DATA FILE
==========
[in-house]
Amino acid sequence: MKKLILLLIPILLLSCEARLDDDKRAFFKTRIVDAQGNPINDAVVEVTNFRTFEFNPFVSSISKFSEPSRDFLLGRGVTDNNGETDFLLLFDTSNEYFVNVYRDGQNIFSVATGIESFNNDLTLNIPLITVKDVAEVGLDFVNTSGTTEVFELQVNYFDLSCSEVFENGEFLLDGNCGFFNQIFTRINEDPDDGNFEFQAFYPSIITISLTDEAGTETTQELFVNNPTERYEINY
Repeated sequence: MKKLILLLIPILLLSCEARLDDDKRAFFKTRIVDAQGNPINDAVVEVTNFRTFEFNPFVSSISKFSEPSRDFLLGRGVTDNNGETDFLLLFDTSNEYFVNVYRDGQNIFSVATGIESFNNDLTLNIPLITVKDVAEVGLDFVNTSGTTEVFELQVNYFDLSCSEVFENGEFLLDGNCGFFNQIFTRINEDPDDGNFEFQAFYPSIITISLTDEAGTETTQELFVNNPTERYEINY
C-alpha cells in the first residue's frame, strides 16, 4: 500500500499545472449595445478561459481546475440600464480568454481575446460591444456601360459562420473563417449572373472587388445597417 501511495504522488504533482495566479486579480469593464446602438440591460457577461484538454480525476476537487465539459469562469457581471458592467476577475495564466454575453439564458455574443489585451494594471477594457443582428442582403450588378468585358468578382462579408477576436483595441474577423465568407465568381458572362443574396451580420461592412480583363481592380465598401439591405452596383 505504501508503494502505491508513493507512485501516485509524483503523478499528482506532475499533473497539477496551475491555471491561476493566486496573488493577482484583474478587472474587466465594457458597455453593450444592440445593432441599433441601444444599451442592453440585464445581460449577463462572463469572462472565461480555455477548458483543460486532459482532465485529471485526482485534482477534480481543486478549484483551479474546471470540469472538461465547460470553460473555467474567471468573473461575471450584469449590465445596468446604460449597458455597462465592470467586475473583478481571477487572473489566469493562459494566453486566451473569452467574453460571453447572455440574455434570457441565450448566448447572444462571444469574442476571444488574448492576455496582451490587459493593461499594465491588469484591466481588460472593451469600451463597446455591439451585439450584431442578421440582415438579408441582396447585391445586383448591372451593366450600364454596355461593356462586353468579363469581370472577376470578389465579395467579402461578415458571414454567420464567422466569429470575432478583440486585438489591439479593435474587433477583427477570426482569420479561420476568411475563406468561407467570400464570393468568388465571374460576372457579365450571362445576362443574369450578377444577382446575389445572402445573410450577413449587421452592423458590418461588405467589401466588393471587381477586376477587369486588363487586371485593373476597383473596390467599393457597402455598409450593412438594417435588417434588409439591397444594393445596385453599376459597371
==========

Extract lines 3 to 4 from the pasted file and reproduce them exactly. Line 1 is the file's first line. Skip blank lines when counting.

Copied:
Repeated sequence: MKKLILLLIPILLLSCEARLDDDKRAFFKTRIVDAQGNPINDAVVEVTNFRTFEFNPFVSSISKFSEPSRDFLLGRGVTDNNGETDFLLLFDTSNEYFVNVYRDGQNIFSVATGIESFNNDLTLNIPLITVKDVAEVGLDFVNTSGTTEVFELQVNYFDLSCSEVFENGEFLLDGNCGFFNQIFTRINEDPDDGNFEFQAFYPSIITISLTDEAGTETTQELFVNNPTERYEINY
C-alpha cells in the first residue's frame, strides 16, 4: 500500500499545472449595445478561459481546475440600464480568454481575446460591444456601360459562420473563417449572373472587388445597417 501511495504522488504533482495566479486579480469593464446602438440591460457577461484538454480525476476537487465539459469562469457581471458592467476577475495564466454575453439564458455574443489585451494594471477594457443582428442582403450588378468585358468578382462579408477576436483595441474577423465568407465568381458572362443574396451580420461592412480583363481592380465598401439591405452596383 505504501508503494502505491508513493507512485501516485509524483503523478499528482506532475499533473497539477496551475491555471491561476493566486496573488493577482484583474478587472474587466465594457458597455453593450444592440445593432441599433441601444444599451442592453440585464445581460449577463462572463469572462472565461480555455477548458483543460486532459482532465485529471485526482485534482477534480481543486478549484483551479474546471470540469472538461465547460470553460473555467474567471468573473461575471450584469449590465445596468446604460449597458455597462465592470467586475473583478481571477487572473489566469493562459494566453486566451473569452467574453460571453447572455440574455434570457441565450448566448447572444462571444469574442476571444488574448492576455496582451490587459493593461499594465491588469484591466481588460472593451469600451463597446455591439451585439450584431442578421440582415438579408441582396447585391445586383448591372451593366450600364454596355461593356462586353468579363469581370472577376470578389465579395467579402461578415458571414454567420464567422466569429470575432478583440486585438489591439479593435474587433477583427477570426482569420479561420476568411475563406468561407467570400464570393468568388465571374460576372457579365450571362445576362443574369450578377444577382446575389445572402445573410450577413449587421452592423458590418461588405467589401466588393471587381477586376477587369486588363487586371485593373476597383473596390467599393457597402455598409450593412438594417435588417434588409439591397444594393445596385453599376459597371